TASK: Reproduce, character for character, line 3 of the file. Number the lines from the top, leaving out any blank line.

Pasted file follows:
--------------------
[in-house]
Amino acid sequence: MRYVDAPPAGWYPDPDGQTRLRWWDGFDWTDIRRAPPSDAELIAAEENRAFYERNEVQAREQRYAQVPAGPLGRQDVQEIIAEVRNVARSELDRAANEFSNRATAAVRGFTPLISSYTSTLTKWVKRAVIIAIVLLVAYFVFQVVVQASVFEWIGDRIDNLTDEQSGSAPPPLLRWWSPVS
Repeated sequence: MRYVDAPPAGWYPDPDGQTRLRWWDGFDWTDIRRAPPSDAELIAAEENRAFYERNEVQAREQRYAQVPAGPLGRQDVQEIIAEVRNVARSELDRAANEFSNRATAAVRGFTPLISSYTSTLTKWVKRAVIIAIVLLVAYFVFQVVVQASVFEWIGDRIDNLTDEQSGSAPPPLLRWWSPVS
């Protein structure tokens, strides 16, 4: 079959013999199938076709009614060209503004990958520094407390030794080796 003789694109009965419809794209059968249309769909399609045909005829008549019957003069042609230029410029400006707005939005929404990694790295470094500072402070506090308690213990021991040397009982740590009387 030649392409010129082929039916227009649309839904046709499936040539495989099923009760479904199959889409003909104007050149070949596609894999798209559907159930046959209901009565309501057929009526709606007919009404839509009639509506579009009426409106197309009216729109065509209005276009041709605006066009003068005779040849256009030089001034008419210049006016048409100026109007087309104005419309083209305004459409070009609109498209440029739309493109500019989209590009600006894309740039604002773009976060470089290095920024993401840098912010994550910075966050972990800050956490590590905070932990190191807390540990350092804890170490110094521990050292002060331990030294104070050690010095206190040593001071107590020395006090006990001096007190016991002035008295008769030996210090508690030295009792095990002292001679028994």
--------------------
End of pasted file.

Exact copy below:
Repeated sequence: MRYVDAPPAGWYPDPDGQTRLRWWDGFDWTDIRRAPPSDAELIAAEENRAFYERNEVQAREQRYAQVPAGPLGRQDVQEIIAEVRNVARSELDRAANEFSNRATAAVRGFTPLISSYTSTLTKWVKRAVIIAIVLLVAYFVFQVVVQASVFEWIGDRIDNLTDEQSGSAPPPLLRWWSPVS